Two days ago, a Boeing 737-400 that served as a freighter for Aer Caribe suffered an accident in the Juan Santamaría International Airport of San Jose, Costa Rica. A pushback tug crashed with the belly of the plane. Let’s investigate further.
It was 4 am on Tuesday. A pushback tug was going through the San Jose International Airport when it crashed with the plane’s belly. The driver of the tug was slightly injured.
Meanwhile, the Boeing 737-400 suffered a mechanical failure due to the impact, according to local newspapers.
The Costa Rican aviation authorities are launching an investigation regarding the accident, said Luis Miranda, sub-director of Civil Aviation. Meanwhile, the Colombian carrier is parking its plane while it repairs it.
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What’s the use of the pushback tugs?
The pushback tugs are used to push airplanes backward, away from an airport gate. These procedures are among the most expensive in aviation, as towing can cost US$100 per minute. There’s plenty of room for improvement with the pushback procedures, as you can read in Simple Flying’s interview with WheelTug CEO Isaiah Cox.
Other similar accidents
Last year, a ramp worker at Chicago O’Hare International Airport saved an Envoy Embraer 140 aircraft from an impact from an out-of-control vehicle.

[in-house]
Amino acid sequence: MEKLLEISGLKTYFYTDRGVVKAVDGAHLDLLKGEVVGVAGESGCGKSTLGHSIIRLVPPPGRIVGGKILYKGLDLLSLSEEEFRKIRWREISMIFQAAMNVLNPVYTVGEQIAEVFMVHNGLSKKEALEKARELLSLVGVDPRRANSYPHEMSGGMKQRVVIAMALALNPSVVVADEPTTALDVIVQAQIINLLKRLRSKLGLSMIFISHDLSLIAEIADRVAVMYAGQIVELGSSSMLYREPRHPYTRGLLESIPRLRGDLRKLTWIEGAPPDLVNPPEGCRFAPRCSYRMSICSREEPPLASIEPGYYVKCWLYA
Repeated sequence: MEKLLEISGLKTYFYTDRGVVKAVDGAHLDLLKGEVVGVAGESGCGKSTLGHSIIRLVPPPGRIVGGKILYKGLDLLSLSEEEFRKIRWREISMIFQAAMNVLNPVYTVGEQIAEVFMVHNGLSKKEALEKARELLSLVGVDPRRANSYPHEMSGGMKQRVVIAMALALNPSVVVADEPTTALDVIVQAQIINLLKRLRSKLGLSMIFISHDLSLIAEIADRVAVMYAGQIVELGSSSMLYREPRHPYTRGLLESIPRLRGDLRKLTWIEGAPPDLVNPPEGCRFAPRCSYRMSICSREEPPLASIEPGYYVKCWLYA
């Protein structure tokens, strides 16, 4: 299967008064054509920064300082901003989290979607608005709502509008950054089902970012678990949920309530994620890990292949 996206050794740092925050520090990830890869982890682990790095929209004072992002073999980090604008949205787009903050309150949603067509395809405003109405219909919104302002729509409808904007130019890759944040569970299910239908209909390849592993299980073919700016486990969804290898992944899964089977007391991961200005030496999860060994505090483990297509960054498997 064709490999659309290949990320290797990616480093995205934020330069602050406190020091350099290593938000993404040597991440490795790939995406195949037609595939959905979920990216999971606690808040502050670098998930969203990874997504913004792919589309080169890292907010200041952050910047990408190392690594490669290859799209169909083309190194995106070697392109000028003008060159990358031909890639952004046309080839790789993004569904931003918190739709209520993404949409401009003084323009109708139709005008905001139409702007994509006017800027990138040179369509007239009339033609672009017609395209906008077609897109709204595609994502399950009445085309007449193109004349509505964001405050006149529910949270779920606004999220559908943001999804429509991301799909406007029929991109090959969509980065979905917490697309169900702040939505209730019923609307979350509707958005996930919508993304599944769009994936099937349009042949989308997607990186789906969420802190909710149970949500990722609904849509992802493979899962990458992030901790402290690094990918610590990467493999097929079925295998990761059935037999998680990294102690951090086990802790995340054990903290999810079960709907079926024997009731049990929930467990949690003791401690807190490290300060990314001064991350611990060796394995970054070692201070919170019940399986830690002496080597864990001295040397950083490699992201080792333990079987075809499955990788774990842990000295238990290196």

In this incident, Jorge Manalang took a pushback tug and threw it at the crazy vehicle. He saved the airport and Envoy from an expensive repair. It’s a video you gotta see.
Crazy event at ORD. Heads up safety move by a ramp worker! pic.twitter.com/SQi5zB0Ooz
— Kevin Klauer DO, EJD (@Emergidoc) September 30, 2019
In December 2016, an Airbus A330 from Air Transat had a very similar accident to the Air Caribe’s one. A pushback tug became stuck under the A330 at Vancouver International Airport.
More recently, a Virgin Atlantic Airbus A350 was damaged during towing at London’s Heathrow Airport.
In Russia, a fuel tank crashed underneath the nose of an Aeroflot A321. Also, in Brazil, a luggage transportation vehicle damaged a LATAM Airbus A350 when both collided. In November 2019, two Bombardier CRJ900 were damaged in Dallas after an accident involving a fuel truck. These accidents rarely hurt anyone. Nevertheless, for the airlines and companies, towing the airplanes can be costly crashes.
Who’s Aer Caribe?
AerCaribe is a Colombian based carrier. It operates charter and cargo services from its base in El Dorado International Airport in Bogota. It also has a secondary hub at Lima’s Jorge Chávez International Airport.
The Colombian cargo airline began operations in 2006. It currently has a fleet of four aircraft Boeing 737. This week it received its fourth unit. Its website also promotes that it has a fleet of Antonov 26 and Antonov 32 aircraft. Nevertheless, Planespotters.com doesn’t count them as part of its current fleet.
Finally, according to its website, AerCaribe flies internationally to Curazao, Costa Rica, Panama, and the Dominican Republic. Meanwhile, it has 12 domestic routes in Colombia and 11 in Peru.
What do you think about this accident? Let us know in the comments.